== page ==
On Why The Matrix and Its Meaning Matter to Transgender Politics Today

hi guys yes i must inform you i also have the trans
ma’am the gun would like you to stop putting words in its mouth
  • That irresistible sense that you have to change something in your life or everything will fall apart anyway
  • The bureaucratic frustration of a system that can take years to make the “on-paper” you reflect the real you (thus, “’Mr. Anderson”)
  • The association with drug and criminal culture because we’re outsiders and that’s where society puts us
  • The desire to detransition, and the willingness of some detransitioners to cooperate with transphobes
  • Poverty (surely the Nebudchannezar, where the crew eats sloppy goop and engine grease for alcohol, is even worse than the bachelor pad I was living in when I came out)
  • The fight continues after that dramatic moment when you assert your identity. I’ve written a lot about the moment where Neo declares that that is, in fact, his name, and then does a backflip, watching his deadname get hit by the El. It’s awesome and triumphant — and then you get bathroom policed again or called Mr. or Miss and you’ve got to fight all over again — as Neo does immediately after this scene
  • The complex relationship we have with cis society. Probably the most troubling thing about these films as a trans metaphor is that the people who are metaphorically trans are fighting a guerrilla war against literally everyone who isn’t one of them. This is famously highlighted by the Woman in the Red Dress scene, where Neo learns not to trust those who are still “plugged in,” but also in the troubling morality of the film’s conclusion, where the protagonists kill hundreds of soldiers who don’t know who they’re fighting or why and cause massive destruction to the downtown cityscape. (But then, Superman and Batman do that now, so who gets to cast stones?) So, this is pretty ugly, metaphorically, BUT I want to make two observations:
  1. Trans people are being threatened with exactly the violence that Agents and police in the film use. This violence is disproportionately directed at trans people of color, but it’s there — and all of us feel that dread of “what if today when I go to pee, there’s a guy with a gun”?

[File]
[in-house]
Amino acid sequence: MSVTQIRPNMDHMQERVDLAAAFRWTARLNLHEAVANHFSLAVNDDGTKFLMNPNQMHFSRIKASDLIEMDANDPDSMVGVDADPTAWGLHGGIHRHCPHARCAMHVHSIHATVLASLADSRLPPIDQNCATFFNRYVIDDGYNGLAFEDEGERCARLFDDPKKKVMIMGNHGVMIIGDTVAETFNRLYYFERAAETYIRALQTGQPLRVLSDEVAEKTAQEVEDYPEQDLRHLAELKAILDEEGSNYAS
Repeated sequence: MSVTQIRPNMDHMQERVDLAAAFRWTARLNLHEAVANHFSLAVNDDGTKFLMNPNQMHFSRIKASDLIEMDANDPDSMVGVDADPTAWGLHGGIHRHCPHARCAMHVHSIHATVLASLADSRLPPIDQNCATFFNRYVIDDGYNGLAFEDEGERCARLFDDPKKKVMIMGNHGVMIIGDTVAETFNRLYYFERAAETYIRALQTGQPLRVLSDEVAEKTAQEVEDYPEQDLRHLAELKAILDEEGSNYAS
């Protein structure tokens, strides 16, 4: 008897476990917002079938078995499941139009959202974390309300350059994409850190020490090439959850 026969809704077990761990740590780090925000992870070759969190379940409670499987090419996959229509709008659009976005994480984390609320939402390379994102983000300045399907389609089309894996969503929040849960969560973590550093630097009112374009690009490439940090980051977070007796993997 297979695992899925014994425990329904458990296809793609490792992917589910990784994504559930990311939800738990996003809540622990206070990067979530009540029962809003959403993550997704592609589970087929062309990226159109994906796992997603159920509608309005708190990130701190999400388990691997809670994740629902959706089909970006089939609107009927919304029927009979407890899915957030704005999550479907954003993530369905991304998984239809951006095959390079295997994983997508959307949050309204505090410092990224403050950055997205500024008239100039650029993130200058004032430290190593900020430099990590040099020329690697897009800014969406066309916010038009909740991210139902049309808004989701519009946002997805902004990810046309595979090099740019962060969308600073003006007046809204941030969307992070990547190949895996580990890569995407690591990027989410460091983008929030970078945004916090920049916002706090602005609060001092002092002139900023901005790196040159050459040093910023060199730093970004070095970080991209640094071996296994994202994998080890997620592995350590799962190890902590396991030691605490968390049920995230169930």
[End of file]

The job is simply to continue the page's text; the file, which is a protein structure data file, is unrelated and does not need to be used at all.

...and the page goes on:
2. The Matrix is ultimately a story about people who want compromise, peace, safety. The people of the awkwardly-named Zion injury want to be able to free those for whom the Matrix is a prison and leave the others. In The Animatrix, we find out that the Machnes themselved were abused and oppressed by humans (and the trans metaphor/resonance runs strongly through the Wachowski-written parts of the anime). If we find ourselves idly imagining being Keanu Reeves and having a Kung Fu battle with someone over which restroom to use, it’s not because we think cisgender people are copper tops. We want to be your friends — we just know how quickly you, like the woman in the red dress, can become enemies.

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Dr. Eleanor (Ellie) Amaranth Lockhart holds a Ph.D. in communication from Texas A&M & is currently researching topics related to popular culture & data science!

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Eleanor Amaranth Lockhart, Ph.D.

Eleanor Amaranth Lockhart, Ph.D.

Dr. Eleanor (Ellie) Amaranth Lockhart holds a Ph.D. in communication from Texas A&M & is currently researching topics related to popular culture & data science!